Energy chiefs welcome oil and gas tax breaks - but say more could be done

Picture: Danny Lawson/PA Wire

Picture: Danny Lawson/PA Wire - Credit: PA

Energy chiefs in the region have welcomed plans to support the industry as a step-in-the right direction but continued to press the case for further tax breaks for oil and gas.

George Osborne cut the supplementary charge – an extra tax on oil and gas businesses - by half, from 20pc to 10pc, while also announcing a raft of new contracts for renewables.

He also scrapped the petroleum revenue tax – of 35pc – in a bid to support the industry which is struggling from the high cost of operating North Sea oil and gas fields.

But while East of England Energy Group (EEEGR) chief executive Simon Gray welcomed the cut, he said it did not go as far as he hoped: the total abolition of the supplementary charge.

'We could always do with more help but it's a move in the right direction and we're grateful for any help we can get,' he said.

Mar Goodall, New Anglia LEP board member and chairman of the Oil and Gas Taskforce said there should have been more tax relief for drilling activity – similar to Norway – to maximise oil and gas recovery in the North Sea.

But he added: 'Any steps to reduce the heavy burden of taxation on the oil and gas industry are welcome.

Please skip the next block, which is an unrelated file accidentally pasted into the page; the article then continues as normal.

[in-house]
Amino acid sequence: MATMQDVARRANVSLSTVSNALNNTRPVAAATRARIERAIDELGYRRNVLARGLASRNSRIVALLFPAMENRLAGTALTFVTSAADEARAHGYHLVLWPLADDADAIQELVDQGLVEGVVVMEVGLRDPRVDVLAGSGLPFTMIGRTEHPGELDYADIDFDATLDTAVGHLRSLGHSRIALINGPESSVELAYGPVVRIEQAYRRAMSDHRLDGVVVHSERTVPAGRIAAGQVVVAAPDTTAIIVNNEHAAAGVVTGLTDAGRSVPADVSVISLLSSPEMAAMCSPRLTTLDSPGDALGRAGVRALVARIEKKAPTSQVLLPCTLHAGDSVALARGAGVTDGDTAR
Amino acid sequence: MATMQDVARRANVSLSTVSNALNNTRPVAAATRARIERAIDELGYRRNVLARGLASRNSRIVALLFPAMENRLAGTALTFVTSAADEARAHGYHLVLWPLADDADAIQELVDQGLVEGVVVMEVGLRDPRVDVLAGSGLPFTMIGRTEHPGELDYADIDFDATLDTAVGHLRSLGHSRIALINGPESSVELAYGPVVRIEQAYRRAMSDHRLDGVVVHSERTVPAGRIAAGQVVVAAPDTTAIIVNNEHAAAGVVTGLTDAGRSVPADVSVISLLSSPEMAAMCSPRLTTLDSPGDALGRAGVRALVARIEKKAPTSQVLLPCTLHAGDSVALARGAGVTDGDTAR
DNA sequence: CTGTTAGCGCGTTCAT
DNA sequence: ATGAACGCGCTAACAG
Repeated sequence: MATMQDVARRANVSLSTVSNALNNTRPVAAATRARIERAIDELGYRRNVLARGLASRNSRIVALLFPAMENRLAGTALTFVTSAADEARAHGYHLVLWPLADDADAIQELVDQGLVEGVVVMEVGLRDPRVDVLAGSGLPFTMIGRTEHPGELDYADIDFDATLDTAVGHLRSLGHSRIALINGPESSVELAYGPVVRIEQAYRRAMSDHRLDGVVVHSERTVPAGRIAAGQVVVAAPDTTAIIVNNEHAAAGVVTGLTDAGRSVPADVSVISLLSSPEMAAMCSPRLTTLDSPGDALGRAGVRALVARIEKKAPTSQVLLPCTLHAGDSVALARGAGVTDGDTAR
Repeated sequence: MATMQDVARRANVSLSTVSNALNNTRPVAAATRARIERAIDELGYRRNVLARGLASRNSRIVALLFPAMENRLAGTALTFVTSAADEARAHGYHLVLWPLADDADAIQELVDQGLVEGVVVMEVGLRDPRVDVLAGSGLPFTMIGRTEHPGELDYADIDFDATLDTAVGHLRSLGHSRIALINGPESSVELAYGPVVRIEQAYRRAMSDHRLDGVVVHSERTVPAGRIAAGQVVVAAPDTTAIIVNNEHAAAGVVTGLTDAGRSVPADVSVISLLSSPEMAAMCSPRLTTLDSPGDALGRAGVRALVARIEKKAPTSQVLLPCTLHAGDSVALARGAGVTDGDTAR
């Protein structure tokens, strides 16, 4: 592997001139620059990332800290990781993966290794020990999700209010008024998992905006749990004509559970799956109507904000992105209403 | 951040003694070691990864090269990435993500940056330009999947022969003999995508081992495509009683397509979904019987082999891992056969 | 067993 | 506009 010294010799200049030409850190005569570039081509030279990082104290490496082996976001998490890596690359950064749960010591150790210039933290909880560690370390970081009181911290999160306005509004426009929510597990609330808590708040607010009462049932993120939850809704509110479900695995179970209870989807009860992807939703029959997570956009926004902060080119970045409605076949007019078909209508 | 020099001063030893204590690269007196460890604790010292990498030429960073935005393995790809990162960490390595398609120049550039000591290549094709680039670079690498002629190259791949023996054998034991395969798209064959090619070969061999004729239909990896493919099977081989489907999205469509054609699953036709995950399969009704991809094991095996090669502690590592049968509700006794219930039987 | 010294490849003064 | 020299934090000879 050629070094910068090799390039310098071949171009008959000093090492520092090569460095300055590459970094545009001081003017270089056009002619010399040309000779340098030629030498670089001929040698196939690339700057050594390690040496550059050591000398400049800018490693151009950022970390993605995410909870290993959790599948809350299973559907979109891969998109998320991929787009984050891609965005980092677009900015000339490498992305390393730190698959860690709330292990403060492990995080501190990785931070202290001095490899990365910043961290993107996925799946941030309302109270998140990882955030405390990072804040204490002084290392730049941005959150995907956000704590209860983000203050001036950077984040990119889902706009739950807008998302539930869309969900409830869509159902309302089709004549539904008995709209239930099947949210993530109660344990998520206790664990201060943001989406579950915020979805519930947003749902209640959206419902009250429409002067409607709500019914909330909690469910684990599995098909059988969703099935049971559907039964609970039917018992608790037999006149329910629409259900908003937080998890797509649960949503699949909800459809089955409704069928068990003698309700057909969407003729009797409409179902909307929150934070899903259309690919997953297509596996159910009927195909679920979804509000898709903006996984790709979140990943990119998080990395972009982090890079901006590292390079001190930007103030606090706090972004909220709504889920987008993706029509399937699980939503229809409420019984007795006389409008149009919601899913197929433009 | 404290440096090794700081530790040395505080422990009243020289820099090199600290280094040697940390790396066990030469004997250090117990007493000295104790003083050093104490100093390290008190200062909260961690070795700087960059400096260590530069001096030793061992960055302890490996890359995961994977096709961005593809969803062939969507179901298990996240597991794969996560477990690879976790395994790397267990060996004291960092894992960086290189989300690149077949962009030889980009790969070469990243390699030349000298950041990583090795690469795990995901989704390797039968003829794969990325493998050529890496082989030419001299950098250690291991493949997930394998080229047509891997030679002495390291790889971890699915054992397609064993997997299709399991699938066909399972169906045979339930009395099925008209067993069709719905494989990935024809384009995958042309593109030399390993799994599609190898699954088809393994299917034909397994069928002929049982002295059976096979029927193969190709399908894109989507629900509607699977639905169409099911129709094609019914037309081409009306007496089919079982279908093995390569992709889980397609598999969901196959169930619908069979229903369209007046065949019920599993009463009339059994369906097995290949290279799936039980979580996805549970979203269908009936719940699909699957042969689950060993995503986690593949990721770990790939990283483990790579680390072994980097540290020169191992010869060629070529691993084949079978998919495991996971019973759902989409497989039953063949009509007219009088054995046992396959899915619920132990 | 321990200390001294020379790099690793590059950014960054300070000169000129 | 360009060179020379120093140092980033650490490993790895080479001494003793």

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'The cuts announced will help the more mature fields that we have here off the Suffolk and Norfolk coast.'

The chancellor also said there would be £730m in new auctions for subsidies for up to 4GW (gigawatts) of offshore wind and other less-established renewables.

Mr Gray said this would be the equivalent of up to four windfarms similar to the size of £2.5bn East Anglia One.

The new measures comes as the industry is coping with a 'lower for longer' oil price.

It has seen the price fall from its peak of around $110 a barrel in the summer of 2014, down to below $30 earlier this year.

Its current price of about $40 a barrel still means oil platforms in the North Sea are operating at a loss.

And with the gas price tied to oil, gas prices have also been driven down – piling pressure on gas firms in the Southern North Sea.

But the chancellor's new tax measures should ease the burden for struggling operators.

Mr Osborne said: 'In my budget a year ago, I made major reductions to their taxes but the oil price continued to fall so we need to act now for the long term.

'I am today cutting in half the supplementary charge on oil and gas from 20pc to 10pc and I am effectively abolishing petroleum revenue tax too, backing this key Scottish industry and supporting jobs right across the country.'